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A Word from Alpine Tundra: Watch Out, Forests Are Invading! – Spatial Detection of Alpine Treeline Ecotones in the Western United States
  • Chenyang Wei,
  • Adam Wilson
Chenyang Wei
University at Buffalo

Corresponding Author:cwei5@buffalo.edu

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Adam Wilson
SUNY Buffalo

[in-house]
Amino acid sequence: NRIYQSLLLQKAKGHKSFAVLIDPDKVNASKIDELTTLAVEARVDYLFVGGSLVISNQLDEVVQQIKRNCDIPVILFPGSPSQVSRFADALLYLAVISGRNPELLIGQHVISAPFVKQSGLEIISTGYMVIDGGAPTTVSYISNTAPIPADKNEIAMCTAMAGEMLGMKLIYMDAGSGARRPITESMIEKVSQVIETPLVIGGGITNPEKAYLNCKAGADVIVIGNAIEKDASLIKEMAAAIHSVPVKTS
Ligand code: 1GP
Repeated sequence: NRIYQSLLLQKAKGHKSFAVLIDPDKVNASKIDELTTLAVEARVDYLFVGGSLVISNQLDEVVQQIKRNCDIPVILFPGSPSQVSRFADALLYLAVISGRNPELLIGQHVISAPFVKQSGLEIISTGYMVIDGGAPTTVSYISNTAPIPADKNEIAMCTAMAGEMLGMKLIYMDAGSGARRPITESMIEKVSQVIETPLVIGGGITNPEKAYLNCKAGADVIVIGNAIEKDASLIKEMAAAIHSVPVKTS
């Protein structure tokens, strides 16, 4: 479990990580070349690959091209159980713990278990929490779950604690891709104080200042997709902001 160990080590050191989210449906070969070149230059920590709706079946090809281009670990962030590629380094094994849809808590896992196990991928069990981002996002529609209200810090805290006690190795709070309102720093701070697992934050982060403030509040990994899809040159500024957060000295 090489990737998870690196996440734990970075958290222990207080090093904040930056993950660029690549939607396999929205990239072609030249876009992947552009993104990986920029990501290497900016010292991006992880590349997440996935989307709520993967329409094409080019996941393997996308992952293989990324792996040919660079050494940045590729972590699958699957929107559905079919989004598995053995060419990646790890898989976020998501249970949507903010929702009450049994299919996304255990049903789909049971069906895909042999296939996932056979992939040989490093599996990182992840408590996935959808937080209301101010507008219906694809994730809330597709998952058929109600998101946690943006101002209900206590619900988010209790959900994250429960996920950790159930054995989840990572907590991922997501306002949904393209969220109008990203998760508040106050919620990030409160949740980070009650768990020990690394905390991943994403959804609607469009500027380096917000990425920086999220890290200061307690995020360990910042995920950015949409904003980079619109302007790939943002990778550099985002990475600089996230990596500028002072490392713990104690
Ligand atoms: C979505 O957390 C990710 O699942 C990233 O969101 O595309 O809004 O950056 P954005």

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Human-mediated climate change over the past century has made significant impacts on global ecosystems and biodiversity including accelerating redistribution of the geographic ranges of species. In mountainous regions, the transition zone from continuous closed-canopy subalpine forests to treeless alpine tundra areas at higher elevations is commonly referred to as ‘Alpine Treeline Ecotone’ (ATE). Globally, warming climate is expected to drive the ATE upslope, which could lead to negative impacts on local biodiversity and modify ecosystem function. However, existing studies rely primarily on field-based data which are difficult and time consuming to collect. In this research, we define three critical characteristics of the ATE including 1) an abrupt spatial shift in vegetative activity as elevation varies, 2) reduction in vegetative activity as elevation increases, and 3) vegetative activity is at an intermediate level. Using the geospatial tools provided by Google Earth Engine, we construct an index (ATEI) to identify areas with the three ATE features based on the image gradients of vegetative activity and elevation datasets. Based on the ATEI and Google Earth imagery in 115 Landsat pixels, we establish a Logistic regression model to estimate the probability of whether or not a sampled pixel is located within the ATE. The prediction accuracy is approximately 80%. Furthermore, the ATEI-estimated ATE elevation is strongly correlated (r = 0.96) with a set of field-based data at 20 sampling sites from across the region. Based on the average annual ATEIs from 2009 to 2011, we estimate the average ATE elevation for each mountain range in the western U.S. The result varies from 1,183 m to 3,584 m. The detection metric developed in this study facilitates monitoring the geographic location and potential shifts of ATEs as well as the general impact of climate change in mountainous regions during recent decades. We also expect this approach to be useful in monitoring other ecosystem boundaries.